Is there anything better than coming in from the cold to a warm, cozy house?
Well we have central heating to thank for that – and many other things in between. Dating back centuries, heating systems have not only kept us warm but have helped foster family relations and marked the country’s transition into the modern age.
This year’s unseasonably bad weather has given us even more reason to be thankful for central heating – read on to find out about how the system developed and the ways in which it has changed everybody’s life.
Central heating stretches back as far as the Romans in the UK, who channeled heated air through spaces under their floors to keep the chill at bay.
Fireplaces and hearths then became the main source of heating houses for centuries, until Angier March Perkins began to popularize his central heating design in the 1830s. The invention of the radiator in 1857 helped further aid the spread of gas systems in Victorian Britain although, like many of the improvements of the time, some of the household improvements were highly unsafe.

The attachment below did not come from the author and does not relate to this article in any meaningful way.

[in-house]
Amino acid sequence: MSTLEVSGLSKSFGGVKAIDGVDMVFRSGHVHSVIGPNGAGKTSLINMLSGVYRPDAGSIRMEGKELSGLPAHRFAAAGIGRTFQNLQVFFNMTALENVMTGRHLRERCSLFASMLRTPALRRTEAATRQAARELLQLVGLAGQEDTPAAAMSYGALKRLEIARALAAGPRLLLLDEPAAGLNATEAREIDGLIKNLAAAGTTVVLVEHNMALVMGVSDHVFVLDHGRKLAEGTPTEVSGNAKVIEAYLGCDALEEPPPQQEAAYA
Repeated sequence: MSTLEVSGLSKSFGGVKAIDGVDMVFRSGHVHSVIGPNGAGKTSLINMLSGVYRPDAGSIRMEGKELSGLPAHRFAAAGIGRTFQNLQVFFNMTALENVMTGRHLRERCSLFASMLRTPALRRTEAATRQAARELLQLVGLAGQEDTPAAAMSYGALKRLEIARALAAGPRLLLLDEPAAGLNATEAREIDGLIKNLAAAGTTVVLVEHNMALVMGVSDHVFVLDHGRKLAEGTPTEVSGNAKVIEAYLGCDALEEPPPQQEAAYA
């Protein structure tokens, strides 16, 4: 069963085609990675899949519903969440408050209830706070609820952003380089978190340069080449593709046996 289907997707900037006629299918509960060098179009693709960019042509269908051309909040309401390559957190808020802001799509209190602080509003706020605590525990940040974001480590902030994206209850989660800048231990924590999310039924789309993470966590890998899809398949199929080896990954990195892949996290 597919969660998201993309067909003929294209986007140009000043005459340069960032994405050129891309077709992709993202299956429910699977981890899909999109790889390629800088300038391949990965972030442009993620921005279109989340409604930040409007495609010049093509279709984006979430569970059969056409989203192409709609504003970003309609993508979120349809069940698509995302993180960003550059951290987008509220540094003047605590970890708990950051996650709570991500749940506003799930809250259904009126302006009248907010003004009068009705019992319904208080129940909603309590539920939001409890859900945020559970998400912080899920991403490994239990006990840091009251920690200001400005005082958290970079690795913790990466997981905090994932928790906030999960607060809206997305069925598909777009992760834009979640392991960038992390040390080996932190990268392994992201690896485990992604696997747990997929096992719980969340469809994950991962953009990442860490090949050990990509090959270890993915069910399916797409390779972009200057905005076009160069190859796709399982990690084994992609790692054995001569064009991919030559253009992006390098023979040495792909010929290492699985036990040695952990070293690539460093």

The introduction of ceramic radiants at the beginning of the 20th century and the gradually improving efficiency brought about through convector fires helped make the system more affordable for ordinary Brits. Further technological and ethical advances, such as the Clean Air Act of 1956, further boosted the popularity of central heating, with the vast majority of houses now having an electric, gas or dual fuel household system.